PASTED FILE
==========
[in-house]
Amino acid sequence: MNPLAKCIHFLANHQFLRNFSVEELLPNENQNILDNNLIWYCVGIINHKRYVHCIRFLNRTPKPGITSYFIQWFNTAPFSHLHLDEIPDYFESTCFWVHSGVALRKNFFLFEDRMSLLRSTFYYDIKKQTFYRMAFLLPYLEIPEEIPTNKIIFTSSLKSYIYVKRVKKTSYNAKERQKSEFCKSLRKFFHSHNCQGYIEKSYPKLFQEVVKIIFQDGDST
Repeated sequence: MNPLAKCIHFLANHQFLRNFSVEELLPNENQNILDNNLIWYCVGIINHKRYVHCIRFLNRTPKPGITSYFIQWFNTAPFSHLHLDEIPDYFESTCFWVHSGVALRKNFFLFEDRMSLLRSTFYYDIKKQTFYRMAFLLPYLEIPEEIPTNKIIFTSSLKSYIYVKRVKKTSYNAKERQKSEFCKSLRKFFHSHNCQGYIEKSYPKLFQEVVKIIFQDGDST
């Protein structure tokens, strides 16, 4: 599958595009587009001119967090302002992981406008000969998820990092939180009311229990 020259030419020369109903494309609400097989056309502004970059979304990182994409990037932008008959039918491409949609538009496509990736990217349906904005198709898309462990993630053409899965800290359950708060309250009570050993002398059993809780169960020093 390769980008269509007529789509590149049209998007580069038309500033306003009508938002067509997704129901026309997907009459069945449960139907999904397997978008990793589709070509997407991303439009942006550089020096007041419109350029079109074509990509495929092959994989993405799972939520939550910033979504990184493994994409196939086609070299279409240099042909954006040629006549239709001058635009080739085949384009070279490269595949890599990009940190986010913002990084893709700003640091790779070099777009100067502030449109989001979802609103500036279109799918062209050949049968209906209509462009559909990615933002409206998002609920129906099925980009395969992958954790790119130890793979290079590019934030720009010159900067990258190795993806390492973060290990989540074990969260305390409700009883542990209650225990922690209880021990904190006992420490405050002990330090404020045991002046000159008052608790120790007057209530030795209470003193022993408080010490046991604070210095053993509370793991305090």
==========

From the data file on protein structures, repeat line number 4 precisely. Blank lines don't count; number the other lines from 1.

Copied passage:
């Protein structure tokens, strides 16, 4: 599958595009587009001119967090302002992981406008000969998820990092939180009311229990 020259030419020369109903494309609400097989056309502004970059979304990182994409990037932008008959039918491409949609538009496509990736990217349906904005198709898309462990993630053409899965800290359950708060309250009570050993002398059993809780169960020093 390769980008269509007529789509590149049209998007580069038309500033306003009508938002067509997704129901026309997907009459069945449960139907999904397997978008990793589709070509997407991303439009942006550089020096007041419109350029079109074509990509495929092959994989993405799972939520939550910033979504990184493994994409196939086609070299279409240099042909954006040629006549239709001058635009080739085949384009070279490269595949890599990009940190986010913002990084893709700003640091790779070099777009100067502030449109989001979802609103500036279109799918062209050949049968209906209509462009559909990615933002409206998002609920129906099925980009395969992958954790790119130890793979290079590019934030720009010159900067990258190795993806390492973060290990989540074990969260305390409700009883542990209650225990922690209880021990904190006992420490405050002990330090404020045991002046000159008052608790120790007057209530030795209470003193022993408080010490046991604070210095053993509370793991305090």